, I wanted to move away from LastPass — who’ve lately have been reducing support for Firefox and other platforms — to an open-source password manager. I chose to migrate to Bitwarden and I’ve been overall happy with the decision ever since. Here are my thoughts and impressions after three months with Bitwarden.
Apps and platform experiences
LastPass only has an app for macOS and a few failed attempts at different Windows apps over the years. The Bitwarden desktop apps — available for Linux, macOS, and Windows — are pretty great by comparison. I’ve taken to use the Bitwarden desktop client on macOS and Windows, but I prefer to use the Bitwarden Web Vault installed as a GNOME Web app under Linux. Bitwarden’s Linux app works as great as its macOS and Windows brethren but it’s harder to install than a web app and doesn’t auto-update.
I’m not as happy with the experience on Android, however. Bitwarden integrates with the platform provided auto-fill service; a system that’s unreliable at the best of times. I can have Bitwarden auto-fill in my login details into an app or webpage one day and then have it not work on the same app or webpage the next day. My login flow thus involves first attempting to use auto-fill, sighing, switching to the Bitwarden app and copy my login details, switch back to the app I want to login to, and pray that the app hasn’t dismissed the login prompt while I was away. It’s less than ideal but from my experience, the same thing also happens with LastPass and other password managers on Android.
On a more positive note, Bitwarden’s extension for Firefox for Android works great and I don’t have to skip back and forth between apps to login to websites. Unfortunately, Firefox for Android doesn’t support physical security keys so I can’t properly secure my Bitwarden account and get a decent user experience on Android at the same time.
I’ve also not yet had the time to look into self-hosting Bitwarden services myself. However, this is on my to-do list for the coming months so expect another update on that at a later time.
Third-party scripts are mostly gone from the web vault
The updated Bitwarden 2.0 web vault has reduced the risk by significantly reducing its reliance on third-party scripts. The only third-party scripts that run inside the web vault now is Stripe, Bitwarden’s payment processor. You now also have to open the payments page before you’re exposed to any risk.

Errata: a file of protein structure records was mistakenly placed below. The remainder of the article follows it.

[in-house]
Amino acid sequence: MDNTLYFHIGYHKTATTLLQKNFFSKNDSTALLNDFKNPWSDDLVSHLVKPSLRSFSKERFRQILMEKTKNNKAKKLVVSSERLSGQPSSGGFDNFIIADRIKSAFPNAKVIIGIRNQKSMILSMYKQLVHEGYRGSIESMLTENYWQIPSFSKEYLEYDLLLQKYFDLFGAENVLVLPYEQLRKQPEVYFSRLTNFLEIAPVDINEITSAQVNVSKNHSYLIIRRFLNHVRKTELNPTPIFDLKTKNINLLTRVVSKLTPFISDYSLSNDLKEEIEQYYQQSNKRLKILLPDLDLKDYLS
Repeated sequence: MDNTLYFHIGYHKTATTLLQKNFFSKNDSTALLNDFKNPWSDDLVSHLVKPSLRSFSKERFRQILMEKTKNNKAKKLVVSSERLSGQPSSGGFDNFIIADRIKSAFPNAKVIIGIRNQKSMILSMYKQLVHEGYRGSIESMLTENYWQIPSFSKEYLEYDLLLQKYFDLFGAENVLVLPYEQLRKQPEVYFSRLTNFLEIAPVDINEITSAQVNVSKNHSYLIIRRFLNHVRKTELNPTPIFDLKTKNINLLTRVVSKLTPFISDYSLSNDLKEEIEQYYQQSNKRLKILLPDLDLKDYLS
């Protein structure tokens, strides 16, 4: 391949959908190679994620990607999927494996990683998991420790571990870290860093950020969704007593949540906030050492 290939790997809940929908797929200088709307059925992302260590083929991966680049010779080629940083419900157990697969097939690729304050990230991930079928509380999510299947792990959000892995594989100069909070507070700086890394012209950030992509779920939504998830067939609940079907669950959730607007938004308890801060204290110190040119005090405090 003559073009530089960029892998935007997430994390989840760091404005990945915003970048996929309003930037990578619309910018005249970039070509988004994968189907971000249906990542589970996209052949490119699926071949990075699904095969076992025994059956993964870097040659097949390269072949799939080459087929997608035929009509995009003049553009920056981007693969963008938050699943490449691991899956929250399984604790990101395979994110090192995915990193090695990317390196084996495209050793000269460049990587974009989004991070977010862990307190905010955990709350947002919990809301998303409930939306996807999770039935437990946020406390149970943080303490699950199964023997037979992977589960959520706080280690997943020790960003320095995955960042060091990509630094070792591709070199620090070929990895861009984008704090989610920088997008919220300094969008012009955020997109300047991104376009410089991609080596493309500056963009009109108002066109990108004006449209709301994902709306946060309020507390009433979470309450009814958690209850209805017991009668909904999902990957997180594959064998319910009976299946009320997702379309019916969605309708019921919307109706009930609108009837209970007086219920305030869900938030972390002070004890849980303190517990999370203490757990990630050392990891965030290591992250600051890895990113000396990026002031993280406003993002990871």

If a malicious third-party were to somehow get control over Stripe’s domains or scripts, they’d be more likely to focus on stealing credit card information that passes through the payment service than in hijacking passwords. However, a password manager should be as securely engineered as its possible to make it and risks that are acceptable on less critical websites are unacceptable in the context of a password manager.
Bitwarden could eliminate the risk entirely by moving the payment processing to a separate page outside of the vault to isolate the payment service provider from the sensitive data in the password vault. I’ve discussed this issue briefly with Kyle Spearrin, founder and lead developer at Bitwarden, who says he is hopeful that this will be improved one day.
Two features that I miss from LastPass
For most users, Bitwarden and LastPass have a mostly identical feature set. There are, however, two features in LastPass that I’ve missed since I switched to Bitwarden.
LastPass keeps track of your old passwords and not only your current password. This is quite handy in cause you accidentally override your password, or for websites where you change your password on the main website but e.g. the support page hasn’t updated and require you to still use your old password so you can login and complain about the support section having a separate password system that isn’t in sync with the main website. (Real story.) Bitwarden only stores the current password.
Update (): Bitwarden has now added a password history list of old passwords associated with each password vault entry. You can only access the password history from their web vault, but history is preserved even when updating a saved password from one of their browser extensions or apps.
LastPass can automatically open a webpage in your browser and simulate user-actions to automatically log in to a supported website and change the user’s password. The auto-password changer feature limited to only 80 supported websites and it has failed on at least some of the supported websites every time I’ve tried to use it.
Bitwarden has nothing similar and I’ve to login and change my passwords manually every time I like to update them. This experience is in practice no different from LastPass as I in practice still had to login and change a ton of passwords manually as most of my passwords were with unsupported websites. Since LastPass keeps track of past passwords, it also easy to recover the previous password if something went wrong. However, I want to believe that it’s a feature that will eventually work with every website out there and I feel like I’m missing out even though this feature isn’t super useful.